Date of Award

8-2011

Degree Type

Dissertation

Degree Name

Doctor of Philosophy

Major

Mathematics

Major Professor

Ohannes A. Karakashian

Committee Members

Steven M. Wise, Xiaobing H. Feng, Gao Yanfei

Abstract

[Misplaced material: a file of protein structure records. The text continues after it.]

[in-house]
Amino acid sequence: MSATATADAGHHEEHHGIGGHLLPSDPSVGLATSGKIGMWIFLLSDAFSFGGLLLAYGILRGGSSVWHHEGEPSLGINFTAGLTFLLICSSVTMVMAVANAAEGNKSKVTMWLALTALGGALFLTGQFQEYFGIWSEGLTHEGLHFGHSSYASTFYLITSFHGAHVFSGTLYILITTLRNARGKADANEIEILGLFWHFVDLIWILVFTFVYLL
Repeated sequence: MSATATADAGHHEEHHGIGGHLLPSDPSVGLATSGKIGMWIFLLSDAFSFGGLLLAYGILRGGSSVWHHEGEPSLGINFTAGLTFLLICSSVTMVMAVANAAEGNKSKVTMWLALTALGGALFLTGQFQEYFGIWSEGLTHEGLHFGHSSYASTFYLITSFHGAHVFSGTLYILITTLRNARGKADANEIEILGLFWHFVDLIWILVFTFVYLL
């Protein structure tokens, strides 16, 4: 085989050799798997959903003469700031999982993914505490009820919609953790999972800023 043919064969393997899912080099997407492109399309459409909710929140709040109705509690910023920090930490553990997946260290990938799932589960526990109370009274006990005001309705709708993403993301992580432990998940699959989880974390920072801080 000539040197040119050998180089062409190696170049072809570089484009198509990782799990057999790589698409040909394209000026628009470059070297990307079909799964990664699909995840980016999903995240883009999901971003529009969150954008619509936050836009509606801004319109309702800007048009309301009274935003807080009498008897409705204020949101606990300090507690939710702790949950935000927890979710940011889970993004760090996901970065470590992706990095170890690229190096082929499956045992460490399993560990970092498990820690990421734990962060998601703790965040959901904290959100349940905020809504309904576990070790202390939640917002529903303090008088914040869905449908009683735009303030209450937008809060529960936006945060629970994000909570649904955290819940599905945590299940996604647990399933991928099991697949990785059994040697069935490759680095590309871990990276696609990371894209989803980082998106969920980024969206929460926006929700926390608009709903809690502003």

This PhD dissertation concentrates on the development and application of adaptive Discontinuous Galerkin Finite Element (DG-FE) methods for the numerical solution of a Cahn-Hilliard-type diffuse interface model for biological growth. Models of this type have become popular for studying cancerous tumor progression in vivo. The work in this dissertation advances the state-of-the-art in the following ways: To our knowledge the work here contains the first primitive-variable, completely discontinuous numerical implementations of a 2D scheme for the Cahn-Hilliard equation as well as a di ffuse interface model of cancer growth. We provide numerical evidence that the schemes above are convergent, with the optimal order. The efficiency of the numerical algorithms depends largely on the implementation of fast solvers for the systems of equations resulting from the DG-FE discretizations. We have developed such capabilities based on multigrid and sparse direct solver techniques. We demonstrate proof-of-concept regarding the implementation of a practical spatially adaptive meshing algorithm for the numerical schemes just mentioned and the effective use of a very simple, but powerful, marking strategy based on an inverse estimate. We demonstrate proof-of-concept for a novel simplified diffuse interface model of tumor growth. This model is essentially the Cahn-Hilliard equation with an added source term that is specialized for the context of cancerous tumor progression. We devise and analyze a mixed DG-FE scheme of convex splitting (CS) type for the Cahn-Hilliard equation in any space dimension. Specifically, we prove that our scheme is unconditionally energy stable and unconditionally uniquely solvable. Likewise, we devise and analyze a CS, mixed DG-FE scheme for our diff use interface cancer model. This scheme is energy stable for any (positive) time step size and for any (positive) space step size that is sufficiently small.

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